The Obama administration was under court order to unveil the standards before Christmas, ending a six-year effort that began after a massive spill at a Tennessee power plant in 2008. Since then, the EPA has documented coal ash waste sites tainting hundreds of waterways and underground aquifers in numerous states with heavy metals and other toxic contaminants.
Coal ash had been piling up in ponds and landfill sites at power plants for years, an unintended consequence of the EPA's push to scrub air pollutants from smokestacks. There are numerous ponds holding coal ash in this region, and when one of those ponds collapses and dumps tons of coal ash waste into nearby waterways, it contaminates the waterways and requires a major clean up, costing the coal industry millions of dollars to clean up. But coal waste, while nasty to look at and unpleasant to be around, does not pollute the waterways with deadly chemicals.
In volume, coal waste ranks only behind household trash in quantity, and it is expected to grow as the EPA controls pollutants like heat-trapping carbon dioxide and mercury and other toxic air pollutants from the nation's coal fleet. On the upside, a switch from coal to natural gas-fired power plants in recent years has generated less ash.
The new EPA rules will boost monitoring for leaks and control blowing dust and require companies to make testing results public. They also set standards for closing waste sites, requiring those that are structurally deficient or tainting waterways to close. That could eliminate some waste ponds in this region, and if so, that will be a positive. Our concern is that there are too many existing waste ponds locally that are largely unregulated and, with little to no oversight, could be at risk of collapsing and causing a major disaster. The EPA regulations attempt to eliminate — or at least greatly reduce — the risks posed by coal waste without imposing stringent standards that records clearly show are simply not needed.
Not surprisingly environmental groups like the Sierra Club are not happy with the new EPA rules and have vowed to fight for stronger regulations.
"While EPA and the Obama Administration have taken a modest first step by introducing some protections on the disposal of coal ash, they do not go far enough to protect families from this toxic pollution," said Mary Anne Hitt, director of the Sierra Club's coal campaign.
We disagree. We think on this issue, the Obama administration is seeking to find a reasonable middle ground on coal ash. We think it has found it.
Daily News, Bowling Green, Kentucky, on heating bills:
Last winter was a very unusual one for south-central Kentucky. Temperatures were bone-chilling, and although Bowling Green and surrounding counties only saw one big snowfall, cold temperatures were a lot to bear.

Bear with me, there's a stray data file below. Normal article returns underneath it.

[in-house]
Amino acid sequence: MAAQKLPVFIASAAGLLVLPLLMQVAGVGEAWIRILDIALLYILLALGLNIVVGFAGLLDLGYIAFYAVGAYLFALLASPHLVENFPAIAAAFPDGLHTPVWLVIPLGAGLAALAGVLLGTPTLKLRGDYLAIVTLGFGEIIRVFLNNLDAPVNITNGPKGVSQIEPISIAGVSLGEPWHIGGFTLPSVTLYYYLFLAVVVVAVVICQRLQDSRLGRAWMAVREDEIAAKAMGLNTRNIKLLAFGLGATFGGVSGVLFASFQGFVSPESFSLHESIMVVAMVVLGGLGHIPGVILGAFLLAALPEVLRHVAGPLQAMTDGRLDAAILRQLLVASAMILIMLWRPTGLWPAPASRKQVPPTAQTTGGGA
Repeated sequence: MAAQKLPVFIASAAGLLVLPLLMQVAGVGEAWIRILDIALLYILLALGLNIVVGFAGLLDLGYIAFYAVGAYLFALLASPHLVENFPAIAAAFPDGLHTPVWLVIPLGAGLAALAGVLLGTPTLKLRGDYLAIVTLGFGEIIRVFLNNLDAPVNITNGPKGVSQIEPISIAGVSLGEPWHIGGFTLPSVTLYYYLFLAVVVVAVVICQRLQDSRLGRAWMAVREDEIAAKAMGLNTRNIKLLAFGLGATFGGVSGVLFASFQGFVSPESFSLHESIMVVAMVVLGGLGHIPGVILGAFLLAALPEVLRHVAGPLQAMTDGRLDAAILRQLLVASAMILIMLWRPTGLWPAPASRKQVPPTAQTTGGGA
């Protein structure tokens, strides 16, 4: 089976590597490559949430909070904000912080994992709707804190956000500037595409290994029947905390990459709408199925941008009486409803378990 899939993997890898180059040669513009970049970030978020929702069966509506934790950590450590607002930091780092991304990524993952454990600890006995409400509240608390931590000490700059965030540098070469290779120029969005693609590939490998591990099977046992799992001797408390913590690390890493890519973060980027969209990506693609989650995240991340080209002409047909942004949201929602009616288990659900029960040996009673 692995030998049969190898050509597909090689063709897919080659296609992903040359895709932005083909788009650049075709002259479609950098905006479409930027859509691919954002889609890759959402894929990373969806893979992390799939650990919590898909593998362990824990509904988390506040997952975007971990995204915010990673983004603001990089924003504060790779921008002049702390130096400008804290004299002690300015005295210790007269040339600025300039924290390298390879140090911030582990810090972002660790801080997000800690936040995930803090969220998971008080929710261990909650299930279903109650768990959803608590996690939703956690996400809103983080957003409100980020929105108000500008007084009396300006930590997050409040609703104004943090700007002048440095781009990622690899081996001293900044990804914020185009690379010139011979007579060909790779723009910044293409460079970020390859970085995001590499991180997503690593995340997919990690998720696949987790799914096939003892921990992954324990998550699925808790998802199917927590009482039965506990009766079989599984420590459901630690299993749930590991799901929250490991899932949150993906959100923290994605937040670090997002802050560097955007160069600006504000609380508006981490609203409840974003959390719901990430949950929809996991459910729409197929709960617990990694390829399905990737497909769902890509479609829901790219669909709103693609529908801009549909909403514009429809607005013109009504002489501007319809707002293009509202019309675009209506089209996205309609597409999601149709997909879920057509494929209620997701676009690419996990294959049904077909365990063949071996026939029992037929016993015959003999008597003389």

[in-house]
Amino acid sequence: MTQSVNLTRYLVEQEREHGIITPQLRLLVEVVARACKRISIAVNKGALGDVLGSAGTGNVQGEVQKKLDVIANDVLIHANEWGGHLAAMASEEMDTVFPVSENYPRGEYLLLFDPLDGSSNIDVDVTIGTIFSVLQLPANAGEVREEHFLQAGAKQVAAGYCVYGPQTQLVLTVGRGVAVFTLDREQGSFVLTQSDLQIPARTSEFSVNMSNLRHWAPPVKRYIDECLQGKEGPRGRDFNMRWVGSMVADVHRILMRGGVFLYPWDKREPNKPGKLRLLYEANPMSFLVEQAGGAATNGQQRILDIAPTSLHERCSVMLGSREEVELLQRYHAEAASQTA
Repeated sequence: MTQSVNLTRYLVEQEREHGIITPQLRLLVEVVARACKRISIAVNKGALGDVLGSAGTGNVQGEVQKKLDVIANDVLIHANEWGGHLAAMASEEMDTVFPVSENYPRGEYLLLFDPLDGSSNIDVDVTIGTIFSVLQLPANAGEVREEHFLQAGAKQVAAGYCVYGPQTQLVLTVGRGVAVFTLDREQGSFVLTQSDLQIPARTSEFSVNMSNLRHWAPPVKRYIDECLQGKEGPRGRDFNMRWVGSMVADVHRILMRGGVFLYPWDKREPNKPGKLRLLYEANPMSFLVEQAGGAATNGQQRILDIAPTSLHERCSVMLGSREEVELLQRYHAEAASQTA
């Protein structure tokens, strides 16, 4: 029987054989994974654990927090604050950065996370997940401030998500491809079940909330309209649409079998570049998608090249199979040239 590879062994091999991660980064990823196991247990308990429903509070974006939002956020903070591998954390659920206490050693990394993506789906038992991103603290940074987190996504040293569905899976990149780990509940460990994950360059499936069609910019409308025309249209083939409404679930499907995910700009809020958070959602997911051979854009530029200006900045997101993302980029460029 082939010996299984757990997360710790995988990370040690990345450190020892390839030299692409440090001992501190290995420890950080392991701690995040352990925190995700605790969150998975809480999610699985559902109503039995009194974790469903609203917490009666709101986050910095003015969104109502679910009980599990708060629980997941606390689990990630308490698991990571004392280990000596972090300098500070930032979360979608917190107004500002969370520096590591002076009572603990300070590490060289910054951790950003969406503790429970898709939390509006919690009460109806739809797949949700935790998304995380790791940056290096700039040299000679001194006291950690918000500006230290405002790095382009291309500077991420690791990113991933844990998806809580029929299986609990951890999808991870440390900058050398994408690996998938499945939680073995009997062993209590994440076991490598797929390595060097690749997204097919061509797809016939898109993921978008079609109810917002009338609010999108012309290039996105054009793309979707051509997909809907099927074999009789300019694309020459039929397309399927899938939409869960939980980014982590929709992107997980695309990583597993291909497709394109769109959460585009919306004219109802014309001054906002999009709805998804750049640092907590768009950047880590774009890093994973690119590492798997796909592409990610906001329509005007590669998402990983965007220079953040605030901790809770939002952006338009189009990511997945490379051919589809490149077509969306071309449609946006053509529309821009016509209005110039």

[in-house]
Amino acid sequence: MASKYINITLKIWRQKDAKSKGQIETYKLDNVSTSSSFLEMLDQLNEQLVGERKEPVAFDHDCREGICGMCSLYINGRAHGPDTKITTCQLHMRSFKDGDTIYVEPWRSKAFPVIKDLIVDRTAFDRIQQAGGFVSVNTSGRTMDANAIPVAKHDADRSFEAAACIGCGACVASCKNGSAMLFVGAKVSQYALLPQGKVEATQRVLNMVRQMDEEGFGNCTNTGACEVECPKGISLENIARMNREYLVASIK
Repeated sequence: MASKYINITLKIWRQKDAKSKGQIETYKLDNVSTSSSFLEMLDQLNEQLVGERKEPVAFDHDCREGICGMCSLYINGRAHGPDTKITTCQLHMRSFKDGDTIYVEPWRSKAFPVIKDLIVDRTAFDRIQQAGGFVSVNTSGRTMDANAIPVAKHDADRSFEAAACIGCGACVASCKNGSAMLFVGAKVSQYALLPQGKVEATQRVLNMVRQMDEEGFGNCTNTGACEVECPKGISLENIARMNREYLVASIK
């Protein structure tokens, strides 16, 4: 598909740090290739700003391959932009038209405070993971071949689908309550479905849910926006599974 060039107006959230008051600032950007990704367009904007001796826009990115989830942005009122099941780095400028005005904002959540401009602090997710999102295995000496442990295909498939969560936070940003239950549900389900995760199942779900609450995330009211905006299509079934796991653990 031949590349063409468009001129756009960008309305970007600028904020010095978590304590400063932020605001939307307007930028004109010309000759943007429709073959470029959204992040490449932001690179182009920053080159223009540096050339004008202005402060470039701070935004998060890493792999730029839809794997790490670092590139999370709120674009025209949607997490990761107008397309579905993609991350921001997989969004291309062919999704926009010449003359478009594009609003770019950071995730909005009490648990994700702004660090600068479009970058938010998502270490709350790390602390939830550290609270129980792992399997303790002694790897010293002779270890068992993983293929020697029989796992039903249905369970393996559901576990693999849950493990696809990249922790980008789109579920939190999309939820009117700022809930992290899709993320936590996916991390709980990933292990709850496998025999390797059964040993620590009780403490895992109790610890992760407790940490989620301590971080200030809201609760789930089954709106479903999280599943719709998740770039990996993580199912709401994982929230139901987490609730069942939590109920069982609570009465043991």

This year has been different though. We had a unusually cold November, a rather mild December and now we are expecting yet again a bone-chilling first week of January and beyond. Tonight the temperature is supposed to drop to nearly zero.
Regardless of what lies ahead weather-wise, there is still a lot of winter left, which is why it is good to know there is heating assistance available to help with energy bills that will likely rise with this cold weather.
Community Action of Southern Kentucky will be accepting applications Monday for Low-Income Home Energy Assistance Program. Those interested must apply at the Community Action office in their county of residence. In Warren County, people should apply at 171 Center St. Doors open at 8 a.m.
Another agency helping with utility bills is Churches United in Christ Help Ministries, a network of five downtown churches that pools money and distributes it to those who need help paying utility bills. State Street Methodist will receive applications from 1 to 3 p.m. today.
St. Vincent de Paul Society, which is available at St. Joseph Catholic Church and Holy Spirit Catholic Church, will also help people with such needs. The St. Joseph St. Vincent de Paul conference at 1133 Adams St. will accept requests from people living north of U.S. 31-W By-Pass, Morgantown Road and Fairview Avenue. Those living south can seek help from the Holy Spirit conference in the red building in front of Holy Spirit Church at 4754 Smallhouse Road. Holy Spirit is open for requests from 10:30 a.m. to 2 p.m. Tuesdays and Thursdays. Requests for help from the St. Joseph conference should be made by calling 270-393-9800.
These organizations are doing a great service for area counties. Unfortunately, some struggle with utility bills year-round, but when cold weather hits, it's nice to know people who need help have places to turn for help with higher bills.
We encourage those who truly need this service to use it to help them get through what could end up being a very cold winter. We also encourage people who might not be aware of these services to let others know about them so they will know where to sign up for help.
Our community is fortunate to have agencies and churches who come together to help with problems driven by extreme temperatures.